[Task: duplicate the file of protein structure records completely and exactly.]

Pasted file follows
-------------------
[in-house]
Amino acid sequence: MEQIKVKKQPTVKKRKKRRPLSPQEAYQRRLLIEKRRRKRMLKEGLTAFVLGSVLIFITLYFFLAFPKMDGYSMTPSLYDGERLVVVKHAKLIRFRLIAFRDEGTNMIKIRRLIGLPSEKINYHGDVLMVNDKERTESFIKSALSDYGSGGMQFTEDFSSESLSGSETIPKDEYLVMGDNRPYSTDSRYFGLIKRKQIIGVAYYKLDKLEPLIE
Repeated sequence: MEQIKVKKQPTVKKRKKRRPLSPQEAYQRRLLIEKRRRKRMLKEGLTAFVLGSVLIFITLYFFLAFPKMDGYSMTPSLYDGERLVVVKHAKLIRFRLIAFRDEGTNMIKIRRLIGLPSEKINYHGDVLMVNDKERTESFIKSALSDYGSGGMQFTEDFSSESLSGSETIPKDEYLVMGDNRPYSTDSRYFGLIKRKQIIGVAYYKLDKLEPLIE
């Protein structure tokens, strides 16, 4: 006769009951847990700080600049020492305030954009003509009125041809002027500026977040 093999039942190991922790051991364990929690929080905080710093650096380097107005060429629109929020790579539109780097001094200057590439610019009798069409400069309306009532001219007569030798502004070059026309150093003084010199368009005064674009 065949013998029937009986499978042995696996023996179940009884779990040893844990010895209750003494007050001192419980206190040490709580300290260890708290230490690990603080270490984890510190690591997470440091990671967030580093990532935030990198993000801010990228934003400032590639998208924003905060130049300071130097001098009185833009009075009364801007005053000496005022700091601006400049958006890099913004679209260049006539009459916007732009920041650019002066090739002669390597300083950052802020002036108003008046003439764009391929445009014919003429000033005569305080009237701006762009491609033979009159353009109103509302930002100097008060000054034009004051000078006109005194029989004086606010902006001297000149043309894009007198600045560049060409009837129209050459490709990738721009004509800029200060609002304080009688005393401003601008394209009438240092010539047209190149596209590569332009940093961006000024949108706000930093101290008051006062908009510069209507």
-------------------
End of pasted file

[in-house]
Amino acid sequence: MEQIKVKKQPTVKKRKKRRPLSPQEAYQRRLLIEKRRRKRMLKEGLTAFVLGSVLIFITLYFFLAFPKMDGYSMTPSLYDGERLVVVKHAKLIRFRLIAFRDEGTNMIKIRRLIGLPSEKINYHGDVLMVNDKERTESFIKSALSDYGSGGMQFTEDFSSESLSGSETIPKDEYLVMGDNRPYSTDSRYFGLIKRKQIIGVAYYKLDKLEPLIE
Repeated sequence: MEQIKVKKQPTVKKRKKRRPLSPQEAYQRRLLIEKRRRKRMLKEGLTAFVLGSVLIFITLYFFLAFPKMDGYSMTPSLYDGERLVVVKHAKLIRFRLIAFRDEGTNMIKIRRLIGLPSEKINYHGDVLMVNDKERTESFIKSALSDYGSGGMQFTEDFSSESLSGSETIPKDEYLVMGDNRPYSTDSRYFGLIKRKQIIGVAYYKLDKLEPLIE
């Protein structure tokens, strides 16, 4: 006769009951847990700080600049020492305030954009003509009125041809002027500026977040 093999039942190991922790051991364990929690929080905080710093650096380097107005060429629109929020790579539109780097001094200057590439610019009798069409400069309306009532001219007569030798502004070059026309150093003084010199368009005064674009 065949013998029937009986499978042995696996023996179940009884779990040893844990010895209750003494007050001192419980206190040490709580300290260890708290230490690990603080270490984890510190690591997470440091990671967030580093990532935030990198993000801010990228934003400032590639998208924003905060130049300071130097001098009185833009009075009364801007005053000496005022700091601006400049958006890099913004679209260049006539009459916007732009920041650019002066090739002669390597300083950052802020002036108003008046003439764009391929445009014919003429000033005569305080009237701006762009491609033979009159353009109103509302930002100097008060000054034009004051000078006109005194029989004086606010902006001297000149043309894009007198600045560049060409009837129209050459490709990738721009004509800029200060609002304080009688005393401003601008394209009438240092010539047209190149596209590569332009940093961006000024949108706000930093101290008051006062908009510069209507």